More bad news for late-shift workers: Their odd hours may be raising their risk of heart attack and stroke.
So says a new, large-scale study in the British Medical Journal that adds these two problems -- which fit into a broader category known as vascular disease -- to the previously known risks of shift work. Previous research had suggested that working the graveyard shift, the swing shift or any irregular shift other than the traditional 9-to-5 is linked to high blood pressure, diabetes and obesity.
British and Canadian researchers analyzed the findings of 34 studies that included more than 2 million people who had work schedules including anything other than regular daytime hours. They found that shift work was linked to a 23 percent increased risk of heart attack and a 5 percent increased risk of stroke. Those working night shifts seemed to be at the highest risk.
The study authors said it pays for workers to know that their jobs may put them at increased risk.
"The increased risk of vascular disease apparent in shift workers, regardless of its explanation, suggests that people who do shift work should be vigilant about risk factor modification," they wrote in the report.
A variety of factors -- not just the shift work itself -- could be culprit in increasing the risk of heart attack and stroke for people in those occupations. A lack of sleep, poor eating habits and lower levels of physical activity could plague those who work irregular hours and drive up the risk of vascular disease.
Dr. Robert Bonow, professor of medicine at Northwestern University Feinberg School of Medicine and past president of the American Heart Association, said it's possible that people working jobs requiring shift work may be economically disadvantaged and have less access to health care -- two factors generally associated with unfavorable health outcomes.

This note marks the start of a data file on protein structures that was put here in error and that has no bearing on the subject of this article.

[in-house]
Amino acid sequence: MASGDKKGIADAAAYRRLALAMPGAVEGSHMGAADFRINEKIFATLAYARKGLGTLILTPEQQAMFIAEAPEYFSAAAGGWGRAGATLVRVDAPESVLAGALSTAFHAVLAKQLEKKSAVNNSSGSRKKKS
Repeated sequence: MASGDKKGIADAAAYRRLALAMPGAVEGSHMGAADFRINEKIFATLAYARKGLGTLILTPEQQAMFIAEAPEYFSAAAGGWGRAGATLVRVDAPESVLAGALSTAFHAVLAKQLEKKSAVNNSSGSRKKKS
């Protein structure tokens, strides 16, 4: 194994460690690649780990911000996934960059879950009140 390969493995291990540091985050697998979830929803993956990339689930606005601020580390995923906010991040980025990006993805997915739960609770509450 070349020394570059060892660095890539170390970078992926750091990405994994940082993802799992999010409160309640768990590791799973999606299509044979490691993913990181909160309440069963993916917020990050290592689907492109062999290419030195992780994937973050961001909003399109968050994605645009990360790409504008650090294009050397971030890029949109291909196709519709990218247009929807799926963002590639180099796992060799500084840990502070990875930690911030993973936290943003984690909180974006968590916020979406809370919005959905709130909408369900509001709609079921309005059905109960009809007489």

However, the study authors noted that the increased risk of vascular events was still present even when they accounted for things like unhealthy eating, smoking and socioeconomic status -- evidence that something about the nature of shift work other than poor health behaviors might be at play.
But what could it be? One possibility is disruption in circadian rhythm, a feature inherent in shift work. These disruptions can certainly have an effect on heart rate and blood pressure -- two measures intimately tied to vascular health, said Dr. Carl Lavie, a cardiologist at Ochsner Medical Center in New Orleans.
Since shift work is a necessary evil for more than a third of the working population, it is unreasonable to think that everyone can simply change their schedules.
"My advice would be to exercise and make sure their fitness is at a high level, and then I'd treat their risk factors vigorously," Lavie said. He added that if you are a shift worker it is important to recognize that treatments you might be getting for blood pressure control, weight control and cholesterol may be more important for you than someone at a lower risk.
Bonow agreed. "There's somewhat of a signal here, and people who do shift work should be aware that their risk factors should be identified and managed."